Just like the warning sign at the entrance to the Thai cave, there are visible signs at the entrance of the hearts of men. They are signals that caution us when we are heading into destruction. These signs warn us of the impending dangers that lurk within. Oftentimes, however, we choose to ignore the warning signals. For a variety of reasons, we occasionally snooze the alarm bells. Pain and regrets are often the end results of the choice to ignore the warning signs God has placed in front of the cave.
5) Wise as Serpents, Harmless as Doves
Recently, an elderly person and I had a conversation about human relationships. In the opinion of this elder, to avoid being hurt and disappointed, when dealing with people in general, it is wiser to not fully commit yourself. The elder counseled me to always hold back and warned me against giving all of myself under any circumstance, when relating with people, because people can’t be trusted, and people will always disappoint. His advice to me was to commit only an itty-bitty fraction of myself in my daily interactions with other people if I want to avoid the disappointments and hurt which will eventually come.
While I do not fully agree with this elderly person’s counsel, there’s truth contained therein. Everyone deserves the benefit of doubt. To get the best out of any relationship, we must be willing to give our best. However, because of the unknowableness of the soul of man, it stands to reason to relate with man always prepared and on guard for whatever may come. To avoid being caught in the trap of the darkened soul of man, we are called to be “…wise as serpents and harmless as doves…”
6) You Never Know Your True Friends Until You Hit Rock Bottom
In the era of social media, where some get as many 1 million friends on Facebook, 10 million followers on Twitter, and 100 million subscribers on YouTube, the true meaning of friendship has gotten buried under a mountain of likes and comments. Those who equate the number of well wishes received on social media as evidence of affection of virtual friends have not yet experienced calamity. It’s on the day of your affliction when you’d realize who really is your friend. On the day catastrophe comes knocking on your door and adversity pays you a late-night visit, your virtual friends will take to cyberspace and the fair-weather amigos will take a flight. But a true friend is one who will throw you a rope when you hit rock bottom.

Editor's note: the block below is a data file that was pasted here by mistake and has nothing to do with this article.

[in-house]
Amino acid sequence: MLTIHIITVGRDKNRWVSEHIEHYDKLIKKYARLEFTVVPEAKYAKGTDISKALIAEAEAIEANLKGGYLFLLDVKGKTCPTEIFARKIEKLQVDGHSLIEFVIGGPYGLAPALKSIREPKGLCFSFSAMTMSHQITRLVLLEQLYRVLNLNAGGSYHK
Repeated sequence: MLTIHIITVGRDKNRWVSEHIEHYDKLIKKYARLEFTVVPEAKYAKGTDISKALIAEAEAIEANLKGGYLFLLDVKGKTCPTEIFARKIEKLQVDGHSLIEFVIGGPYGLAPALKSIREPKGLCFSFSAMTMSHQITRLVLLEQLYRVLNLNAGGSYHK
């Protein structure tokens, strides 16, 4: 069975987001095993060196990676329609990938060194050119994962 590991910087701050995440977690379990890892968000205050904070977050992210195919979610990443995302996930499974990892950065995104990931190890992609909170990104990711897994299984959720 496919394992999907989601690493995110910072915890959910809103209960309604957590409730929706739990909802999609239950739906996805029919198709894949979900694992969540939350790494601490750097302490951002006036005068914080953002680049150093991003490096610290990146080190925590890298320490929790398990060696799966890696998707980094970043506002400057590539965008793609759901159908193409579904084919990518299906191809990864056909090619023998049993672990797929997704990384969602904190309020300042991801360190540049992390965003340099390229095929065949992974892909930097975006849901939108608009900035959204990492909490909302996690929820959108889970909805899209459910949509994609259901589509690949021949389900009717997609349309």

7) The Value a Nation Places on Human Lives
Every so often, for the briefest of moments, the window to the soul of a nation is prised open by the strong hands of Divine Providence, flooding it with light, and revealing to all that which lurks deep inside its dark interior.
There are many ways to gauge a nation’s value for human lives. The timeliness, fastidiousness, and zealousness of a government’s response when tragedy strikes its citizens is a good indicator of how much premium the people put on life. In a nation where there’s regard for human life, the government responds with speed, great care, and fervor whenever disaster strikes. Such a government leaves no stone unturned until the calamity abates, and precious lives are saved. And the reverse is true for a nation where human lives don’t amount to much.
8) The Gawkers Can’t Help Themselves
There are always gawkers camped at the mouth of the cave of your calamity. They are like hovering vultures, ready to swoop in to feast on the carcass of your tragedy. Feigning sincere concern for your well-being, they raise false prayer points on your behalf, and pray with the loudest voice for your case. At the same time, they feed the rumor mill with tall tales of your misfortune. These people derive pleasure from your pain, and a tingling sensation of schadenfreude runs down their spine whenever they see you suffer.
Worse still, it is often not enough that these scavengers of bad news prance on your misfortune, they trip over themselves to be the first to spread the news of your demise. However, in their hurry to break the news of your fall, what these rumor mongers and bearers of false tales fail to see is the hand of God turning the situation around in your favor. Blinded by their ill-will, they are unable to discern that in all things you are more than a conqueror.
The Thai government went to great lengths to save the 12 boys and their coach from the cave. They worked night and day and spared nothing in making sure these innocent boys did not perish alone in a dark lonely place. After 17 excruciating days of massive international effort, all the boys and their coach were safely rescued from the depths of the waterlogged cave.
It is my prayer that you will never find yourself lost inside a dark and narrow flooded cave. And may help come your way on time, should you ever get trapped in the dark caves of life.